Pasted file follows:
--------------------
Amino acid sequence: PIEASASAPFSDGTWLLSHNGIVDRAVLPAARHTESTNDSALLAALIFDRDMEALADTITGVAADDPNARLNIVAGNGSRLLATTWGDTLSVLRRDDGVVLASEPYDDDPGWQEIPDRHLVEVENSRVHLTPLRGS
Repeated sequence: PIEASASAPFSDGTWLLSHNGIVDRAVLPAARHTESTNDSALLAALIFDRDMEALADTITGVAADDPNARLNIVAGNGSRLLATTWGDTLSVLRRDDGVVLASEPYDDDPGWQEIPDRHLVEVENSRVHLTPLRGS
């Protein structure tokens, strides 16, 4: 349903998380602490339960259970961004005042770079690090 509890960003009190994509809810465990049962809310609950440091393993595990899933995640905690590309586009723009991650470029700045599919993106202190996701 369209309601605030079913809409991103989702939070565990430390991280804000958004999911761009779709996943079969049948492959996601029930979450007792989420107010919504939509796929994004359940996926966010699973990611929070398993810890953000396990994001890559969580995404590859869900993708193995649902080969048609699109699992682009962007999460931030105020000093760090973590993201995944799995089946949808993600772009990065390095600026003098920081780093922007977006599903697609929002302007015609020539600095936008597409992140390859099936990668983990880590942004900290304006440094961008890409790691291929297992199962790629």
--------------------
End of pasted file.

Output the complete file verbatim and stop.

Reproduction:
Amino acid sequence: PIEASASAPFSDGTWLLSHNGIVDRAVLPAARHTESTNDSALLAALIFDRDMEALADTITGVAADDPNARLNIVAGNGSRLLATTWGDTLSVLRRDDGVVLASEPYDDDPGWQEIPDRHLVEVENSRVHLTPLRGS
Repeated sequence: PIEASASAPFSDGTWLLSHNGIVDRAVLPAARHTESTNDSALLAALIFDRDMEALADTITGVAADDPNARLNIVAGNGSRLLATTWGDTLSVLRRDDGVVLASEPYDDDPGWQEIPDRHLVEVENSRVHLTPLRGS
């Protein structure tokens, strides 16, 4: 349903998380602490339960259970961004005042770079690090 509890960003009190994509809810465990049962809310609950440091393993595990899933995640905690590309586009723009991650470029700045599919993106202190996701 369209309601605030079913809409991103989702939070565990430390991280804000958004999911761009779709996943079969049948492959996601029930979450007792989420107010919504939509796929994004359940996926966010699973990611929070398993810890953000396990994001890559969580995404590859869900993708193995649902080969048609699109699992682009962007999460931030105020000093760090973590993201995944799995089946949808993600772009990065390095600026003098920081780093922007977006599903697609929002302007015609020539600095936008597409992140390859099936990668983990880590942004900290304006440094961008890409790691291929297992199962790629």